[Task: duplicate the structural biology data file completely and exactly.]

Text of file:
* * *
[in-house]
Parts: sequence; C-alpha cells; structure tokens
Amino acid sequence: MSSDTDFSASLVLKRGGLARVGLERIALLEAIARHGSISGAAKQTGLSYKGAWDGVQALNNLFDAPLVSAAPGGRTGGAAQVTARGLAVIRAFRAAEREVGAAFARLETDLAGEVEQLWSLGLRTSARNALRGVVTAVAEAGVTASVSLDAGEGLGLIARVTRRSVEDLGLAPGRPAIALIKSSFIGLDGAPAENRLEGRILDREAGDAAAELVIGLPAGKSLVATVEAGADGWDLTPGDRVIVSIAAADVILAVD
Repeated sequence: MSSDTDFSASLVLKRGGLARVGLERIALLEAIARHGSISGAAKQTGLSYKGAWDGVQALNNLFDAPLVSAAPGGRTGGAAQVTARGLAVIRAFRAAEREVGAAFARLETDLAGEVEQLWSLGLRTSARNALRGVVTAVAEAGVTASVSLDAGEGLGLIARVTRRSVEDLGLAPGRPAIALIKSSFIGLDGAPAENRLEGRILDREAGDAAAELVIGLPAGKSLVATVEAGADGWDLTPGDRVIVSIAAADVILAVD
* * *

[in-house]
Parts: sequence; C-alpha cells; structure tokens
Amino acid sequence: MSSDTDFSASLVLKRGGLARVGLERIALLEAIARHGSISGAAKQTGLSYKGAWDGVQALNNLFDAPLVSAAPGGRTGGAAQVTARGLAVIRAFRAAEREVGAAFARLETDLAGEVEQLWSLGLRTSARNALRGVVTAVAEAGVTASVSLDAGEGLGLIARVTRRSVEDLGLAPGRPAIALIKSSFIGLDGAPAENRLEGRILDREAGDAAAELVIGLPAGKSLVATVEAGADGWDLTPGDRVIVSIAAADVILAVD
Repeated sequence: MSSDTDFSASLVLKRGGLARVGLERIALLEAIARHGSISGAAKQTGLSYKGAWDGVQALNNLFDAPLVSAAPGGRTGGAAQVTARGLAVIRAFRAAEREVGAAFARLETDLAGEVEQLWSLGLRTSARNALRGVVTAVAEAGVTASVSLDAGEGLGLIARVTRRSVEDLGLAPGRPAIALIKSSFIGLDGAPAENRLEGRILDREAGDAAAELVIGLPAGKSLVATVEAGADGWDLTPGDRVIVSIAAADVILAVD